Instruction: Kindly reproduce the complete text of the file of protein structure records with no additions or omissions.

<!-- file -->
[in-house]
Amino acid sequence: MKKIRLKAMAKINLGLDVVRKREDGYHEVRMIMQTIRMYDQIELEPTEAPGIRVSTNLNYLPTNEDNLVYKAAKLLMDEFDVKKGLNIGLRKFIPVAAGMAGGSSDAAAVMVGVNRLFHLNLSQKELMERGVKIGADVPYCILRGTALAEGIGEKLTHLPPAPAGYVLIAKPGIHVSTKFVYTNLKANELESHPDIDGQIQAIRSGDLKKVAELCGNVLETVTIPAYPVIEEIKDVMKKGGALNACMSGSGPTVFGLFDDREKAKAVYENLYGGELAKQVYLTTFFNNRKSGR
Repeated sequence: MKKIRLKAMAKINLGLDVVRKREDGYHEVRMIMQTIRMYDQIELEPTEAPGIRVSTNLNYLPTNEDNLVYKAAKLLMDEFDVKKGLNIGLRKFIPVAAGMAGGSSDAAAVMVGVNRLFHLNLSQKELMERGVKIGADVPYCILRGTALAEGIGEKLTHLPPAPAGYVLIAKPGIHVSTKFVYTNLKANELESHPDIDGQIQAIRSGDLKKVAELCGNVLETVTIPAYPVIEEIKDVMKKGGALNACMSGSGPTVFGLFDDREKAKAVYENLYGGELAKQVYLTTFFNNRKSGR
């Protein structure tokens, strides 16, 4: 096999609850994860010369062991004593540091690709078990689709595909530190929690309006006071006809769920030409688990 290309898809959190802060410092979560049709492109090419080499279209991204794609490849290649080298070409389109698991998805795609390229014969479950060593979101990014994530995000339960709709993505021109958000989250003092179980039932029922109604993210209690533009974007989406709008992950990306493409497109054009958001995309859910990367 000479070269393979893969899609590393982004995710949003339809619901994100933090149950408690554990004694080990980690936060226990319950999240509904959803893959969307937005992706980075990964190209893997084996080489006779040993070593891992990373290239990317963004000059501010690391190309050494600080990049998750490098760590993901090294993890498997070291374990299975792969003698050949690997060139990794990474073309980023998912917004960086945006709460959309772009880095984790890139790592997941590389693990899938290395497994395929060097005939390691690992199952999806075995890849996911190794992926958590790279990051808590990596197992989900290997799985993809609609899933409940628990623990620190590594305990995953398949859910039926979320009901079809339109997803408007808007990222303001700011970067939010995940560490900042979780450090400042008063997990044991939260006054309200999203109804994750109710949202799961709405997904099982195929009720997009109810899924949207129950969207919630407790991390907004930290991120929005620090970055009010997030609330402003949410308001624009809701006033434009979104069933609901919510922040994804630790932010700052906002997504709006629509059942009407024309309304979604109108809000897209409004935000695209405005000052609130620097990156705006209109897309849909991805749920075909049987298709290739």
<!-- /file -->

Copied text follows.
[in-house]
Amino acid sequence: MKKIRLKAMAKINLGLDVVRKREDGYHEVRMIMQTIRMYDQIELEPTEAPGIRVSTNLNYLPTNEDNLVYKAAKLLMDEFDVKKGLNIGLRKFIPVAAGMAGGSSDAAAVMVGVNRLFHLNLSQKELMERGVKIGADVPYCILRGTALAEGIGEKLTHLPPAPAGYVLIAKPGIHVSTKFVYTNLKANELESHPDIDGQIQAIRSGDLKKVAELCGNVLETVTIPAYPVIEEIKDVMKKGGALNACMSGSGPTVFGLFDDREKAKAVYENLYGGELAKQVYLTTFFNNRKSGR
Repeated sequence: MKKIRLKAMAKINLGLDVVRKREDGYHEVRMIMQTIRMYDQIELEPTEAPGIRVSTNLNYLPTNEDNLVYKAAKLLMDEFDVKKGLNIGLRKFIPVAAGMAGGSSDAAAVMVGVNRLFHLNLSQKELMERGVKIGADVPYCILRGTALAEGIGEKLTHLPPAPAGYVLIAKPGIHVSTKFVYTNLKANELESHPDIDGQIQAIRSGDLKKVAELCGNVLETVTIPAYPVIEEIKDVMKKGGALNACMSGSGPTVFGLFDDREKAKAVYENLYGGELAKQVYLTTFFNNRKSGR
């Protein structure tokens, strides 16, 4: 096999609850994860010369062991004593540091690709078990689709595909530190929690309006006071006809769920030409688990 290309898809959190802060410092979560049709492109090419080499279209991204794609490849290649080298070409389109698991998805795609390229014969479950060593979101990014994530995000339960709709993505021109958000989250003092179980039932029922109604993210209690533009974007989406709008992950990306493409497109054009958001995309859910990367 000479070269393979893969899609590393982004995710949003339809619901994100933090149950408690554990004694080990980690936060226990319950999240509904959803893959969307937005992706980075990964190209893997084996080489006779040993070593891992990373290239990317963004000059501010690391190309050494600080990049998750490098760590993901090294993890498997070291374990299975792969003698050949690997060139990794990474073309980023998912917004960086945006709460959309772009880095984790890139790592997941590389693990899938290395497994395929060097005939390691690992199952999806075995890849996911190794992926958590790279990051808590990596197992989900290997799985993809609609899933409940628990623990620190590594305990995953398949859910039926979320009901079809339109997803408007808007990222303001700011970067939010995940560490900042979780450090400042008063997990044991939260006054309200999203109804994750109710949202799961709405997904099982195929009720997009109810899924949207129950969207919630407790991390907004930290991120929005620090970055009010997030609330402003949410308001624009809701006033434009979104069933609901919510922040994804630790932010700052906002997504709006629509059942009407024309309304979604109108809000897209409004935000695209405005000052609130620097990156705006209109897309849909991805749920075909049987298709290739």